A mathematical model with medical imaging to optimize visualization of heart myofiber geometry
A mathematical model to construct a more accurate geometry of heart myofibers was generated at McGill University.
Analyzing a bundle of fibers is analogous to looking at how a tuft of hair bends and twists, rather than examining the geometry of individual hair strands. Without being able to visualize how these fibers fit together into sheets and how they stack up in volume, any therapy planning or guidance after injury would be incomplete. In order to understand how the fibers of the heart wall are bundled together, an imaging resource and software model need to be integrated.
In this technology, a mathematical model using advanced medical imaging was developed to recover the geometry of the heart myofibers from diffusion resonance imaging (DMRI). With a better understanding of heart myofiber geometry and method of visualization, doctors will have a number of options for planning how to treat injuries. Functionally, understanding how the fibers fit together could help build a new kind of composite material with flexible, expandable and contractile properties to build a scaffold for artificial muscle. From a treatment perspective, this model could generate personalized myocardial fiber reconstruction to allow doctors to make more informed decisions regarding the health of the heart after injury.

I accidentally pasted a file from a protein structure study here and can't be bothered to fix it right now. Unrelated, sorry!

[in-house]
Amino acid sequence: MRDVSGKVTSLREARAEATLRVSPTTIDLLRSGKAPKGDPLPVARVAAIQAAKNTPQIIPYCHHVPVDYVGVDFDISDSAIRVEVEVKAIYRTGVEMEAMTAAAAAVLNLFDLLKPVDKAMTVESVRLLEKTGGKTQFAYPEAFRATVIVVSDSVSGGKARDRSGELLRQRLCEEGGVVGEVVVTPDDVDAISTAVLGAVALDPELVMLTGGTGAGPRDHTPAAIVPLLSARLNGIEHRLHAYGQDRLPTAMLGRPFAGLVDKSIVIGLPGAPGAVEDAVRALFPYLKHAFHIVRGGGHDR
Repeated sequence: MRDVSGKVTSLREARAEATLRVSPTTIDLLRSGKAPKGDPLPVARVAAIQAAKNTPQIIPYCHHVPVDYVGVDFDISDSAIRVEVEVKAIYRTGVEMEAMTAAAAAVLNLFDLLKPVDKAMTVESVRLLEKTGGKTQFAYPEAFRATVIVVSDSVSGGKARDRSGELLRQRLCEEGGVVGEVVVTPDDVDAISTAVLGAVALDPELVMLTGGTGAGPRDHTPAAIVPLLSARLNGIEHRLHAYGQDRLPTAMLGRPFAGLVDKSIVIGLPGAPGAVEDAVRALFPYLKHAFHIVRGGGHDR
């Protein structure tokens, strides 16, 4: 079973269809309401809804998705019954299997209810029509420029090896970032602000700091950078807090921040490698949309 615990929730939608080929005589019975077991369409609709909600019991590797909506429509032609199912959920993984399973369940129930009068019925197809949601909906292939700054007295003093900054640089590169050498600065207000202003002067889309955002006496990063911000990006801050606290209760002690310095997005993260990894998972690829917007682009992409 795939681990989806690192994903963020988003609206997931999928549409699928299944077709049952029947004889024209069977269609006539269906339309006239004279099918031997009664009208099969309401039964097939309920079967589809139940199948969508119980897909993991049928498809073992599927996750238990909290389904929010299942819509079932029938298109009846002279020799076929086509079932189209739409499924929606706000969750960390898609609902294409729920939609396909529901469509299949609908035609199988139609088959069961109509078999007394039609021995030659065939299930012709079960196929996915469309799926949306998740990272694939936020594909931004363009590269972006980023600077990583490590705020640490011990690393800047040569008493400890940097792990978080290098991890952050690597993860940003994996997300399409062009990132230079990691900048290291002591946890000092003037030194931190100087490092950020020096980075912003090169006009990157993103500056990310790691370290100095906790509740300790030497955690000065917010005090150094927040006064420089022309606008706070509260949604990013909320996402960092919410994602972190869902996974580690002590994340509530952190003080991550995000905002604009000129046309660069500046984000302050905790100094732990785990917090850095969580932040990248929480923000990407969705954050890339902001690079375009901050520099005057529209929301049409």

- Mathematical model that establishes the precise geometry of bundles of heart myofibers
- Integration of DMRI imaging data to visualize human and animal heart fiber construction
Issued US, Filed CA